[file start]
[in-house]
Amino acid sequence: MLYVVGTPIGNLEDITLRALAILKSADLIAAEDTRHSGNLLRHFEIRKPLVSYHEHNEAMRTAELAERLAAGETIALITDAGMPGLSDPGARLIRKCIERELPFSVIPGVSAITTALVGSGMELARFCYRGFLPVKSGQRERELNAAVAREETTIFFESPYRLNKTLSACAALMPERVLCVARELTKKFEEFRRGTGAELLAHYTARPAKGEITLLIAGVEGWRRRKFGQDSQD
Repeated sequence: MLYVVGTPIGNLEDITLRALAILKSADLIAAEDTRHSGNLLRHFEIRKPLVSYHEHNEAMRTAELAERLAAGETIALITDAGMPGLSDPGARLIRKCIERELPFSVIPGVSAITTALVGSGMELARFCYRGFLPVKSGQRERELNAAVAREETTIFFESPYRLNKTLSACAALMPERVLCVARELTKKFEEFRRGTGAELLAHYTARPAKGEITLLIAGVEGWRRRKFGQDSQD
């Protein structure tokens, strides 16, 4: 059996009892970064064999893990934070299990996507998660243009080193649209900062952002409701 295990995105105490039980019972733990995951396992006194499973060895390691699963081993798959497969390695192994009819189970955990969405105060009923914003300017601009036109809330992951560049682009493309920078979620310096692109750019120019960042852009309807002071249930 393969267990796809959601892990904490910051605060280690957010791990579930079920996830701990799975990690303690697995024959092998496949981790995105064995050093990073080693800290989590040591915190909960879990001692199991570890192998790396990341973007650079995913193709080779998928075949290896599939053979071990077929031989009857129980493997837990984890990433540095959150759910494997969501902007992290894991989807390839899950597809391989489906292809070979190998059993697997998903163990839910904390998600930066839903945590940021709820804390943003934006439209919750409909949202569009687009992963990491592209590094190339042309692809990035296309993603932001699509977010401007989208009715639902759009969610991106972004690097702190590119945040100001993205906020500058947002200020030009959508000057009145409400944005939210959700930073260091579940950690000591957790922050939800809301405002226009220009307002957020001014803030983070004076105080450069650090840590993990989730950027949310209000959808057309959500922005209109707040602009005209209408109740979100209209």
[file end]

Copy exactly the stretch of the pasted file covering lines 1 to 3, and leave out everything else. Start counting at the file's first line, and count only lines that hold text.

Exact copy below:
[in-house]
Amino acid sequence: MLYVVGTPIGNLEDITLRALAILKSADLIAAEDTRHSGNLLRHFEIRKPLVSYHEHNEAMRTAELAERLAAGETIALITDAGMPGLSDPGARLIRKCIERELPFSVIPGVSAITTALVGSGMELARFCYRGFLPVKSGQRERELNAAVAREETTIFFESPYRLNKTLSACAALMPERVLCVARELTKKFEEFRRGTGAELLAHYTARPAKGEITLLIAGVEGWRRRKFGQDSQD
Repeated sequence: MLYVVGTPIGNLEDITLRALAILKSADLIAAEDTRHSGNLLRHFEIRKPLVSYHEHNEAMRTAELAERLAAGETIALITDAGMPGLSDPGARLIRKCIERELPFSVIPGVSAITTALVGSGMELARFCYRGFLPVKSGQRERELNAAVAREETTIFFESPYRLNKTLSACAALMPERVLCVARELTKKFEEFRRGTGAELLAHYTARPAKGEITLLIAGVEGWRRRKFGQDSQD